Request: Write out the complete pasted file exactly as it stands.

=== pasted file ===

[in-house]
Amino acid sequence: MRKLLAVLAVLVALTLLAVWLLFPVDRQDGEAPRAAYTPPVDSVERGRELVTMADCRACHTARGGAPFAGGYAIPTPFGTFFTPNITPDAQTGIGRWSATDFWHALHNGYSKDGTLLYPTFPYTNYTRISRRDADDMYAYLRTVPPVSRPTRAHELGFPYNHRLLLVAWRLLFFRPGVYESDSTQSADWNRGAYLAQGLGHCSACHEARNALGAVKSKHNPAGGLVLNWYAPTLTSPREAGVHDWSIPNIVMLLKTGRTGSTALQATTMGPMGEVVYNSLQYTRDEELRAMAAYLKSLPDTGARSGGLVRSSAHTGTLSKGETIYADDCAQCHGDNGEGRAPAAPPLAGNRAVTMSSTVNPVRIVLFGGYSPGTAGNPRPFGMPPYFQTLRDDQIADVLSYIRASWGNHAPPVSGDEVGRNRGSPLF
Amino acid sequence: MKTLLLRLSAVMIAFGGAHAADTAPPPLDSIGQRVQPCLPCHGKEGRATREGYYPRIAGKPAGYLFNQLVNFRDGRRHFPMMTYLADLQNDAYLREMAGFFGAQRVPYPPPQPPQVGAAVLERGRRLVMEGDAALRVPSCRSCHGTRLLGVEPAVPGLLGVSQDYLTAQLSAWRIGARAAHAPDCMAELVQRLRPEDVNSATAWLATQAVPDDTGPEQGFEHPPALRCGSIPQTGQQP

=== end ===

[in-house]
Amino acid sequence: MRKLLAVLAVLVALTLLAVWLLFPVDRQDGEAPRAAYTPPVDSVERGRELVTMADCRACHTARGGAPFAGGYAIPTPFGTFFTPNITPDAQTGIGRWSATDFWHALHNGYSKDGTLLYPTFPYTNYTRISRRDADDMYAYLRTVPPVSRPTRAHELGFPYNHRLLLVAWRLLFFRPGVYESDSTQSADWNRGAYLAQGLGHCSACHEARNALGAVKSKHNPAGGLVLNWYAPTLTSPREAGVHDWSIPNIVMLLKTGRTGSTALQATTMGPMGEVVYNSLQYTRDEELRAMAAYLKSLPDTGARSGGLVRSSAHTGTLSKGETIYADDCAQCHGDNGEGRAPAAPPLAGNRAVTMSSTVNPVRIVLFGGYSPGTAGNPRPFGMPPYFQTLRDDQIADVLSYIRASWGNHAPPVSGDEVGRNRGSPLF
Amino acid sequence: MKTLLLRLSAVMIAFGGAHAADTAPPPLDSIGQRVQPCLPCHGKEGRATREGYYPRIAGKPAGYLFNQLVNFRDGRRHFPMMTYLADLQNDAYLREMAGFFGAQRVPYPPPQPPQVGAAVLERGRRLVMEGDAALRVPSCRSCHGTRLLGVEPAVPGLLGVSQDYLTAQLSAWRIGARAAHAPDCMAELVQRLRPEDVNSATAWLATQAVPDDTGPEQGFEHPPALRCGSIPQTGQQP